DIY Chatroom Home Improvement Forum

DIY Chatroom Home Improvement Forum (http://www.diychatroom.com/)
-   Electrical (http://www.diychatroom.com/f18/)
-   -   Need Neutral Connections - Installing Subpanel (http://www.diychatroom.com/f18/need-neutral-connections-installing-subpanel-128350/)

ctlu008 12-31-2011 09:56 PM

Need Neutral Connections - Installing Subpanel
 
I have a Schneider Electric HomeLine 200 amp electrical panel. Am finishing my basement and bought a 125 amp sub panel and 100 amp breaker to add new circuits in the basement. There were 4 slots left in the old panel. Was planning to add some new heavily used circuits (20 amp) to the old box and add the rest to the new box. In the future will want to also add circuits to my attached garage.
Opening the old box, I found one unused 15 amp breaker. I had broken up the single lighting circuit in the basement into two so attached the new circuit to the unused breaker. Found that there was only one unused neutral terminal on the right side of the panel so used it. On the left side, the grounds are often double upped for 14 gauge wire. 12s are always single. There is still a half dozen or so free terminals on the ground side.
The issue is I need 4 adjacent terminals to connect the neutral cable running to the new sub panel. Haven't checked on how many I need for ground. I think the ground cable is #8. The neutral is #2.
Is there parts to extend the neutral bus to allow the required connections, can they all be connected to the ground side since this is the main panel and neutral and ground are the same bus (just neutral wires are currently all on the right and ground on the left), must I move circuits to the new panel to free up neutral side bus connections, or is there something else needed? I don't want to do anything unsafe or would not pass code.

brric 12-31-2011 10:02 PM

Quote:

Originally Posted by ctlu008 (Post 808709)
I have a Schneider Electric HomeLine 200 amp electrical panel. Am finishing my basement and bought a 125 amp sub panel and 100 amp breaker to add new circuits in the basement. There were 4 slots left in the old panel. Was planning to add some new heavily used circuits (20 amp) to the old box and add the rest to the new box. In the future will want to also add circuits to my attached garage.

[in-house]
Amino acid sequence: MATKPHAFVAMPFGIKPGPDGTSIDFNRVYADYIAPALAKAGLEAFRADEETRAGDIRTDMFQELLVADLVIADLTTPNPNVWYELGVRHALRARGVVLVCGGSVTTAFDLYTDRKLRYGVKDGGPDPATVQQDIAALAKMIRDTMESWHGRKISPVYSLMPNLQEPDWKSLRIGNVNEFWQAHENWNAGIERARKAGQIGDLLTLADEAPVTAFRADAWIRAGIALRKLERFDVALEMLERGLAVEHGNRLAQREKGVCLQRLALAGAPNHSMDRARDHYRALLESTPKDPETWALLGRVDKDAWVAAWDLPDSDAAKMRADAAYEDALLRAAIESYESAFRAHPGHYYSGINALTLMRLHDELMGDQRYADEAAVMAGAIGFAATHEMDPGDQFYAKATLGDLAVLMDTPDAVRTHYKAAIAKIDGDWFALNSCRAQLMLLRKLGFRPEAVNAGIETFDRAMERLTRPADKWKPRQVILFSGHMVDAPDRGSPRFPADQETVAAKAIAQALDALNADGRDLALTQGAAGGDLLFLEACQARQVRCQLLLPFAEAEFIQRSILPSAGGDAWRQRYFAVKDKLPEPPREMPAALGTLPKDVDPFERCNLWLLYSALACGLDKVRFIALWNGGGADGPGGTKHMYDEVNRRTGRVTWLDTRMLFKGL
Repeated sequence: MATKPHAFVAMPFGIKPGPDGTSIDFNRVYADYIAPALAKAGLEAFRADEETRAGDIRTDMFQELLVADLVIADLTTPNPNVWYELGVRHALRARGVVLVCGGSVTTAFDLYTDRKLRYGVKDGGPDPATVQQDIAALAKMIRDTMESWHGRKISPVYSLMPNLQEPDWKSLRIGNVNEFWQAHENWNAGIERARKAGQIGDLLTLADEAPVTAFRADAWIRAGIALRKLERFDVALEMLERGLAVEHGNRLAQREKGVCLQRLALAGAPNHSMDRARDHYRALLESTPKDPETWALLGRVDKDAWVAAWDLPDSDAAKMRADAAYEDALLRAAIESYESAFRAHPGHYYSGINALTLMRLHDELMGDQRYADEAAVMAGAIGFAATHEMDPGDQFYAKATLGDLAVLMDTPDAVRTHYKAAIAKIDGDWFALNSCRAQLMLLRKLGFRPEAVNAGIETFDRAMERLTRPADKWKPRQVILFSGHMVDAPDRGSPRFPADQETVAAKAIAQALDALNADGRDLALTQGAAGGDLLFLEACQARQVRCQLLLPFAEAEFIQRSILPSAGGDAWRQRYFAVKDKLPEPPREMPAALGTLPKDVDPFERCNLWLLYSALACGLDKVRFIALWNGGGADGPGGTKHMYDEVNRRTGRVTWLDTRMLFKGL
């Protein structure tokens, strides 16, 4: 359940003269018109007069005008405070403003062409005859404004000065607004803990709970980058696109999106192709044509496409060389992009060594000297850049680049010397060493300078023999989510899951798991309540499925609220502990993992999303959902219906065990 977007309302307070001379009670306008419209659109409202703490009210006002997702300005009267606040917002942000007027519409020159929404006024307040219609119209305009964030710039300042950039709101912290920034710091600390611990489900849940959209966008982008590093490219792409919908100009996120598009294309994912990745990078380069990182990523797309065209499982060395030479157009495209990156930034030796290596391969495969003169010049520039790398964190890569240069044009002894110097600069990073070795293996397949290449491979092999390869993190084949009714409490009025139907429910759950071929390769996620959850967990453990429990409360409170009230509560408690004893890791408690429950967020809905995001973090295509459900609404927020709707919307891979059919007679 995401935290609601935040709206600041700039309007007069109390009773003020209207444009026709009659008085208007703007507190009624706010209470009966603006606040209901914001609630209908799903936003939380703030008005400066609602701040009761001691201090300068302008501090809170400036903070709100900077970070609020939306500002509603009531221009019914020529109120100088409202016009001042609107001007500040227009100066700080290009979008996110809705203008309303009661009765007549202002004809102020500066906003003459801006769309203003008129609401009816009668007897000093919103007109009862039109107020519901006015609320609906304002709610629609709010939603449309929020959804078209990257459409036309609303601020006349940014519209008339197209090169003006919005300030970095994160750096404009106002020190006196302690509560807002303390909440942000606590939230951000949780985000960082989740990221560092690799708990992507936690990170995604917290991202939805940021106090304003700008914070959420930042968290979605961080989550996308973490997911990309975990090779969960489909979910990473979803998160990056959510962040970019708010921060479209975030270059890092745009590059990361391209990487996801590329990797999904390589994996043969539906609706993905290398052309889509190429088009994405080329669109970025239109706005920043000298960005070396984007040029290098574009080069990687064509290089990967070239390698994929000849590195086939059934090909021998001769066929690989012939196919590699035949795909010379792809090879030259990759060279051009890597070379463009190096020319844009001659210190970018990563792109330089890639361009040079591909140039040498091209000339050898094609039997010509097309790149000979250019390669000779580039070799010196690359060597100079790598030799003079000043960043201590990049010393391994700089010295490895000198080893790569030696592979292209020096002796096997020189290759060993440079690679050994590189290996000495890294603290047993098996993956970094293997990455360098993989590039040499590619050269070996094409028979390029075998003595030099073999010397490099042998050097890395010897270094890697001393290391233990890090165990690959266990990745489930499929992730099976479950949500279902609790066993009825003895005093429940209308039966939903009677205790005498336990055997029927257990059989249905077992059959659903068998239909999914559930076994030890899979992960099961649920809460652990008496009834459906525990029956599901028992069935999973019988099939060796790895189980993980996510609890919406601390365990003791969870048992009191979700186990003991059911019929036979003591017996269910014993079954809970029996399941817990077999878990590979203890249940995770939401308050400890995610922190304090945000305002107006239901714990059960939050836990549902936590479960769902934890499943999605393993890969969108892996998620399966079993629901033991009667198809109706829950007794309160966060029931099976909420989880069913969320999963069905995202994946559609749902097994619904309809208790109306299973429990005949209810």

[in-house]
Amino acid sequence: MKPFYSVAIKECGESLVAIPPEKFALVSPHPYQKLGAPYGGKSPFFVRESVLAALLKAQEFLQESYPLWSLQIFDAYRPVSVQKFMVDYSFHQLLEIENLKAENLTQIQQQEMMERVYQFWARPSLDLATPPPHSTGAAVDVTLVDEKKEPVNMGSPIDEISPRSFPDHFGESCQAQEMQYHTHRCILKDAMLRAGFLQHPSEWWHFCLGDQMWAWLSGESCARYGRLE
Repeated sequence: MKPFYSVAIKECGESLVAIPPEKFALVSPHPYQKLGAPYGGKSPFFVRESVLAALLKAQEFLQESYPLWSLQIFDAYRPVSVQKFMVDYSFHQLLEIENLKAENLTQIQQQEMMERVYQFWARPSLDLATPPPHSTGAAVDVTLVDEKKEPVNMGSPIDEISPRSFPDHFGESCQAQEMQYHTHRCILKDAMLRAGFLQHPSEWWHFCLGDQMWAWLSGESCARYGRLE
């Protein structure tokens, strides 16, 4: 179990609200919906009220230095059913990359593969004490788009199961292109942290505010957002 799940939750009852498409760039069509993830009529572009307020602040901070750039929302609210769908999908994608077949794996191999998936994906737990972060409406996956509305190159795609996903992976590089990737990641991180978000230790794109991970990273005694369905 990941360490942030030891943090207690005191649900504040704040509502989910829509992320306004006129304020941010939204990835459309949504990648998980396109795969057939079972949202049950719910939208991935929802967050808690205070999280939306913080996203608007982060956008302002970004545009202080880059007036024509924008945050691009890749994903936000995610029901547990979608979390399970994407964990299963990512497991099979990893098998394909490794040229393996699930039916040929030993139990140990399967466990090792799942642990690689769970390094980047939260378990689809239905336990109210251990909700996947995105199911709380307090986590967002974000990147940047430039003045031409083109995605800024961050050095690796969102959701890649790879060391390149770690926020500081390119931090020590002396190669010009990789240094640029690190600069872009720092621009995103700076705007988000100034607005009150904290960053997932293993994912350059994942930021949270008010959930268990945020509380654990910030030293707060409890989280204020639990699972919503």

Opening the old box, I found one unused 15 amp breaker. I had broken up the single lighting circuit in the basement into two so attached the new circuit to the unused breaker. Found that there was only one unused neutral terminal on the right side of the panel so used it. On the left side, the grounds are often double upped for 14 gauge wire. 12s are always single. There is still a half dozen or so free terminals on the ground side.
The issue is I need 4 adjacent terminals to connect the neutral cable running to the new sub panel. Haven't checked on how many I need for ground. I think the ground cable is #8. The neutral is #2.
Is there parts to extend the neutral bus to allow the required connections, can they all be connected to the ground side since this is the main panel and neutral and ground are the same bus (just neutral wires are currently all on the right and ground on the left), must I move circuits to the new panel to free up neutral side bus connections, or is there something else needed? I don't want to do anything unsafe or would not pass code.

Double up some #12 grounds. Do not double up on neutrals. Maximum wire size for the buss is #4 unless you add a lug. why would you need 4 adjacent terminals?

ctlu008 12-31-2011 10:06 PM

So it is OK to put neutral wires on the ground side? I know the bus is the same but someone told me they did not think it was correct to put neutrals on the ground side even though the bus is the same.